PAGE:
As someone who regularly receives e-mails and phone calls from readers who have had nightmarish experiences trying to get their wonky PCs repaired, I was not at all surprised to hear last week that the Office of Fair Trading (OFT) is going to take a hard look at the consumer IT services market.
What was surprising was the fact that the PC repairman came third in the OFT's league table of complaints, behind cowboy builders and used-car salesmen. I'd have put my money on the guy holding the soldering iron and hardware manual being top of that particular list.
It can only be a good thing for the OFT to get heavy with retailers who use nothing short of scare tactics to sell their expensive extended warranty packages to naive PC buyers, and then fail to deliver the promised repair services when a PC stops working. But I have to wonder if the real culprits are being overlooked – the PC makers themselves?
For far too long, the PC industry has got away with murder when it comes to supporting the products they make. Most hardware comes with, at most, a one-year warranty; software, often just 90 days. What other industry has had the audacity to offer such limited support? Can you imagine buying a new car if it had a 90-day warranty, or even a year? Me neither. But shell out a grand or two on a new PC, and that's all you're likely to get.
Of course, you can pay a few hundred pounds and extend the warranty, but even then you'll still have the problem of actually getting them to fix your PC when it breaks down. This usually involves spending long periods on the phone, mostly on hold, waiting to get through to someone on the helpdesk who may or may not be able to tell you what's gone wrong.
It wasn't always like this, though. I remember having trouble with an Apple PowerBook about seven or eight years ago. I just picked up the phone and called Apple's headquarters in Silicon Valley. I was put through to a highly knowledgeable techie – since this was Apple, I imagined him to be sitting in a little room full of manuals and motherboards, probably wearing a tie-dyed T-shirt, John Lennon spectacles and a ponytail. He patiently talked me through the steps I needed to take to fix the problem. Simple as that.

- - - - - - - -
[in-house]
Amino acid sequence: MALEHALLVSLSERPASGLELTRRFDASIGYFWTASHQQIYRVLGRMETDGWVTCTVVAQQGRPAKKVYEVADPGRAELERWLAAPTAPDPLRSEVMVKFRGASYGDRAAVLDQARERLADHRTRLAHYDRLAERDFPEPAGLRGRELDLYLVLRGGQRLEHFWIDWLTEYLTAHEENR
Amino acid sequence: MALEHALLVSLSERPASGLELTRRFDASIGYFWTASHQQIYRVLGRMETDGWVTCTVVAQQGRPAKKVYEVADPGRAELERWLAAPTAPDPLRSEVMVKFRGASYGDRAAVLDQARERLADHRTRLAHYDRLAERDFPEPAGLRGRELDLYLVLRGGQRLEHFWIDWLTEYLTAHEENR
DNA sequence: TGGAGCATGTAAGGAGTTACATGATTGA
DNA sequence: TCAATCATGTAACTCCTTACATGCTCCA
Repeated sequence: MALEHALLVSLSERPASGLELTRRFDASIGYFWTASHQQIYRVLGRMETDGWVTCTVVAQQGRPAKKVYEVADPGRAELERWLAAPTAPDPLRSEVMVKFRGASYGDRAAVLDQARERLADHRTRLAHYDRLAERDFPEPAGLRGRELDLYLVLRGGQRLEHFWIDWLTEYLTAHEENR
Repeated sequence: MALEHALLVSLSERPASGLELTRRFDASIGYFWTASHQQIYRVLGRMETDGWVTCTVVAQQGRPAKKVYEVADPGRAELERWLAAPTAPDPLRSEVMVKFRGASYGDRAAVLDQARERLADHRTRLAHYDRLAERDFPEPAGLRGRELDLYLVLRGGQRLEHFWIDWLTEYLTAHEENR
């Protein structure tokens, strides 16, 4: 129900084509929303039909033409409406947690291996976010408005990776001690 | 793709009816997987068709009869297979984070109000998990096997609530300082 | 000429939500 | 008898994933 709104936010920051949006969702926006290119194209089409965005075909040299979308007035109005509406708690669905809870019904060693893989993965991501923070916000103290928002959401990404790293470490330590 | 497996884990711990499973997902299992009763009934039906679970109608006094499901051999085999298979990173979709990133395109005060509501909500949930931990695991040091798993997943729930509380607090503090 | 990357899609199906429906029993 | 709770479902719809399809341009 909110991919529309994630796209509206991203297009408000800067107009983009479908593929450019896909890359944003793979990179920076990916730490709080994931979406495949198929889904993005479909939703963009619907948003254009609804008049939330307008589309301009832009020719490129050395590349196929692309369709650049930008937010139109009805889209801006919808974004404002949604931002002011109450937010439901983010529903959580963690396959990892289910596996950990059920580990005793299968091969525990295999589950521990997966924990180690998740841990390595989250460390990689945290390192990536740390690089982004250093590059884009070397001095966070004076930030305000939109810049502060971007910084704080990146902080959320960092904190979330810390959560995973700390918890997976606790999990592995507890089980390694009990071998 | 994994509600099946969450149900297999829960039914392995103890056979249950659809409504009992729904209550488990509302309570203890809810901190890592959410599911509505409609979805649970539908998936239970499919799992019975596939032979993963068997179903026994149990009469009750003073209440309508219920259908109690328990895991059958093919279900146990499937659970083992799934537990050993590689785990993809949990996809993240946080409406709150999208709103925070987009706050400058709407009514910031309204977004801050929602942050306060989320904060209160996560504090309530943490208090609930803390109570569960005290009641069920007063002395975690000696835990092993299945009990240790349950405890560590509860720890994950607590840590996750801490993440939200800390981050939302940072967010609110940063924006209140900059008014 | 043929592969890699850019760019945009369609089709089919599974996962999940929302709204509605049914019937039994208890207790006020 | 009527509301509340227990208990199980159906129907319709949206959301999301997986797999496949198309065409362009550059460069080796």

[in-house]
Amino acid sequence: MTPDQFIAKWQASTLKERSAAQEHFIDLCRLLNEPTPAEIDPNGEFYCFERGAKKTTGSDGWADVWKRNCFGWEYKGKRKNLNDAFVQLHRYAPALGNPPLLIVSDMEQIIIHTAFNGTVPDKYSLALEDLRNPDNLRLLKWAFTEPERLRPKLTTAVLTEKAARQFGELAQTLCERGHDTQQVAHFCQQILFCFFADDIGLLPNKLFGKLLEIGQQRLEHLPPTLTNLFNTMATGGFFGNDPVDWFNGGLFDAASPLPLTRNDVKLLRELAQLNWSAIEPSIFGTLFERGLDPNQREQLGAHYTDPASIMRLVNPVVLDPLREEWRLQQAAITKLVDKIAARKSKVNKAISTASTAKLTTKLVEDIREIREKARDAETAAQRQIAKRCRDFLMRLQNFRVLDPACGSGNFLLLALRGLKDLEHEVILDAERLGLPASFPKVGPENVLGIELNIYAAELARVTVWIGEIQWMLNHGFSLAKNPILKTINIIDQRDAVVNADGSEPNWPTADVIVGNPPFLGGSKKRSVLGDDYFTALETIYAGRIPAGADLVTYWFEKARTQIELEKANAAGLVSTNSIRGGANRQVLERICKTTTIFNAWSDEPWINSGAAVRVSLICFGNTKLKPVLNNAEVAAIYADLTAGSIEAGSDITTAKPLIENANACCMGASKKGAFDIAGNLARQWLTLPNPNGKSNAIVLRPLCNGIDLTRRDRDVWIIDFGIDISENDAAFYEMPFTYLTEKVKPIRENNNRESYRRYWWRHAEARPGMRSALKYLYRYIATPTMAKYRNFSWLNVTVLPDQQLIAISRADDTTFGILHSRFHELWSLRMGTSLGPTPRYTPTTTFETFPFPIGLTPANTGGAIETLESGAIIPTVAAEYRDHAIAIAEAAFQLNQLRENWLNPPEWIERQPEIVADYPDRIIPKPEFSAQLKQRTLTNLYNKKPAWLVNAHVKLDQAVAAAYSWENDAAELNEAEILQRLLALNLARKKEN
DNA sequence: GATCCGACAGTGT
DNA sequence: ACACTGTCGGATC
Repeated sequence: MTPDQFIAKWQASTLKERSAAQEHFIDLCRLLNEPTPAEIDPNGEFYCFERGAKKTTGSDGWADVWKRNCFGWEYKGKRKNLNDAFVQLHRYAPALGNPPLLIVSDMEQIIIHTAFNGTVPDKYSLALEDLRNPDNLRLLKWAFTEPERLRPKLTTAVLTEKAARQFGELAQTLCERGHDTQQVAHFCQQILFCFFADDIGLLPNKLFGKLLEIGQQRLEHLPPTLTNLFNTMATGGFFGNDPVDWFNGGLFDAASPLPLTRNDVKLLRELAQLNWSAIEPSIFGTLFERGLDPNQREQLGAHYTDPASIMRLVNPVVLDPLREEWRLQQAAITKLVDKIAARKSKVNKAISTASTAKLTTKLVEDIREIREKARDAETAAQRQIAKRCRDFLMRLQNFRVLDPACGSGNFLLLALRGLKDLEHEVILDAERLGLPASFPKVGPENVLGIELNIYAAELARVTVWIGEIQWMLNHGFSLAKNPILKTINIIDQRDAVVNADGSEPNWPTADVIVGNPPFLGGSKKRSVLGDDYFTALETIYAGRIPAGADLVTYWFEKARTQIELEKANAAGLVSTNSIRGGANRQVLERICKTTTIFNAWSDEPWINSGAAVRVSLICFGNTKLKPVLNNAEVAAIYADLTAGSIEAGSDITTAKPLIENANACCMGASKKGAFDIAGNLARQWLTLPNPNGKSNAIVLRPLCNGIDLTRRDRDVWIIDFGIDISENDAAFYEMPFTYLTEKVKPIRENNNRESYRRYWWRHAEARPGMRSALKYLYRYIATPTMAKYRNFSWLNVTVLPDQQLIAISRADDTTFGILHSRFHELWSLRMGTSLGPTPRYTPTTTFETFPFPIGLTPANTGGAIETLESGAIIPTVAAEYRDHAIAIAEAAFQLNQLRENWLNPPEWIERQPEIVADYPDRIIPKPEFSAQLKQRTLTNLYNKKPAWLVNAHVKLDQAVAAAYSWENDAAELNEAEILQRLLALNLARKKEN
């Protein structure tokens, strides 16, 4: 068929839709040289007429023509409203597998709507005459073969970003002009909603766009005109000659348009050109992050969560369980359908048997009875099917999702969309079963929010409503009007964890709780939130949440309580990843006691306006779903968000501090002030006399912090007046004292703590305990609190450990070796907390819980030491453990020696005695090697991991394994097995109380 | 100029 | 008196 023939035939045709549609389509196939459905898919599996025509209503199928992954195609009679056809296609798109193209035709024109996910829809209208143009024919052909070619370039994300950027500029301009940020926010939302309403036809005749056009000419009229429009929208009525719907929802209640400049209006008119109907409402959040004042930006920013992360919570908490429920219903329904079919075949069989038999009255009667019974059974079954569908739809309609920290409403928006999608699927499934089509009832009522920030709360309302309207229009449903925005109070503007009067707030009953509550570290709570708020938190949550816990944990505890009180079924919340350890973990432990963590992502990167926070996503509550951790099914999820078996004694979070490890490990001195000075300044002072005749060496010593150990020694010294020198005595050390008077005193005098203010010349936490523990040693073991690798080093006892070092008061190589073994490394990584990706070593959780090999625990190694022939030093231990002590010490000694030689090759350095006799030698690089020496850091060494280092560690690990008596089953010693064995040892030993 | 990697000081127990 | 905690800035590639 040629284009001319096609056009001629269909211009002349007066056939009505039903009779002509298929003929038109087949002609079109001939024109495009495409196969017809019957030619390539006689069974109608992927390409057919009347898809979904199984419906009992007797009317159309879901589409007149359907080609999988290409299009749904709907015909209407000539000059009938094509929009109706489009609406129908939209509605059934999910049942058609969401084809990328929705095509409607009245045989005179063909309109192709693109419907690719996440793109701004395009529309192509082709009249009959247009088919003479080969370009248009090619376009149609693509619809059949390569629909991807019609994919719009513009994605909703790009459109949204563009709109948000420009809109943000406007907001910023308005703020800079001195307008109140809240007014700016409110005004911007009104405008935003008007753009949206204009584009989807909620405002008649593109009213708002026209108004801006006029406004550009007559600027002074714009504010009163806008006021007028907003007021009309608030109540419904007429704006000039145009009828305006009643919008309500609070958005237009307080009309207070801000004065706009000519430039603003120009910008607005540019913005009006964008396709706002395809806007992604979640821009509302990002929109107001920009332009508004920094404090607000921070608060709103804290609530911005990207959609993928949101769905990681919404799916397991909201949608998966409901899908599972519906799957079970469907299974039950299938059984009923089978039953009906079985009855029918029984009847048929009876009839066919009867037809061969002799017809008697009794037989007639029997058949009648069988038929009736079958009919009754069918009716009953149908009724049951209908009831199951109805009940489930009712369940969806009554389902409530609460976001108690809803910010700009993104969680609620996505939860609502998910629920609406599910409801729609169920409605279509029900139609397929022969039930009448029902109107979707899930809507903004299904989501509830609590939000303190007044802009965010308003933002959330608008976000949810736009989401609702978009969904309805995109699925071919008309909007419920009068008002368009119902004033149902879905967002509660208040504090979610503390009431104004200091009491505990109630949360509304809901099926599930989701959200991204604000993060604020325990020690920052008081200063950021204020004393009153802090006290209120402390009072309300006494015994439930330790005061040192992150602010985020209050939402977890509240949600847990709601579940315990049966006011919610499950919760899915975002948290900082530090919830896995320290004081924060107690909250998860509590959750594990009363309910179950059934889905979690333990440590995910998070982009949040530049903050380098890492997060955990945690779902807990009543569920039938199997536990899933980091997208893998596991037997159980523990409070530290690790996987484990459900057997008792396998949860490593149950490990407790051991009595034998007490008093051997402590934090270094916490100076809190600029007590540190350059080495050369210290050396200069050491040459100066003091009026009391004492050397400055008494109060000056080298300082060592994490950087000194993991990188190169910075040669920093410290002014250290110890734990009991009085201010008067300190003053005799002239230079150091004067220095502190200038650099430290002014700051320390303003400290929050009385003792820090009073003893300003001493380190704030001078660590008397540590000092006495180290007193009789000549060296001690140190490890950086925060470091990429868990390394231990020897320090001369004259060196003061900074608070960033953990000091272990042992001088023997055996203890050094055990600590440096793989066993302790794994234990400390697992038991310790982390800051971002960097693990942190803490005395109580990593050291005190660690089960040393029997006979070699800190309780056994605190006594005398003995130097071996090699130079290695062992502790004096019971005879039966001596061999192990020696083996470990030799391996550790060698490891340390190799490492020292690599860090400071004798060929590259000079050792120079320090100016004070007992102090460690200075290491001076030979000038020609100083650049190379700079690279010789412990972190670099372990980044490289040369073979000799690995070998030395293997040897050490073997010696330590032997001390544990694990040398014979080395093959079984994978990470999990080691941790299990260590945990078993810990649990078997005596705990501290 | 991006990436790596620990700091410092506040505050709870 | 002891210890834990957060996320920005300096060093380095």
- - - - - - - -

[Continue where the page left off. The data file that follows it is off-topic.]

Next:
It was about five years before I needed to call a helpdesk again and I was amazed at how things had changed. Instead of that nice hippy in Cupertino, I had to have an annoying conversation with someone in "customer services" whose sole purpose was to ask for my "customer support ID number" and, if I didn't have one, to extract £50 from my credit card before putting me through to someone to whom I could describe my Mac's problems, and who then may or may not be able to help me fix it.
At some point, Apple apparently decided to change its support policy to one modelled on the US healthcare system. (For example, you can walk into a hospital in America holding your own severed limb and the first thing you will be asked is "do you have health insurance or a major credit card?")
Now, I fully understand that the hippy in Cupertino wasn't doing volunteer work and has to earn a living. Hell, I'd have gladly sent him a cheque a couple of months ago if I could have tracked him down and got him to fix my ailing but still under warranty iMac.
Instead, I spent about six weeks haggling with various people on the phone, having no less than three different "authorised Apple repairmen" come to my home and not only fail to fix it but actually make it worse by disabling the CD-Rom drive. Then having it taken away to be fixed, having them erase the contents of my hard drive, and having the machine returned to me with an ancient version 8.6 of the Mac operating system where once I had 9.1. Thus having to go through a tedious series of operating system upgrades, not to mention reinstalling all the applications and other files before my iMac was fully functional again.
I suppose I should be grateful that it was still under the retailer's free extended warranty (the main reason I decided to buy it from John Lewis), or I would have had to pay who knows how many hundreds of pounds for this pitiful excuse for support.
This was the first time I'd had such serious trouble with a Mac, but, judging from the e-mail I get, it's an all-too-common occurrence for Windows PC owners. All of which makes me think it's about time that the PC industry started taking customer support a lot more seriously.
With PC sales in sharp decline, Windows machines all being much of a muchness, and Macs being more expensive than Windows PCs, perhaps the PC maker who offers the highest level of support at the lowest price – that is, free – will be the one that not only survives but thrives in the current downturn. Maybe Michael Dell or Carly Fiorina or Steve Jobs or some other PC industry CEO will suddenly realise the long-term benefits of employing a large team of courteous, highly skilled, knowledgeable support staff (tie-dyed t-shirts optional) who can quickly diagnose and repair their hardware when something goes wrong.
Until then, feel free to keep sending me your helpdesk horror stories.Reuse content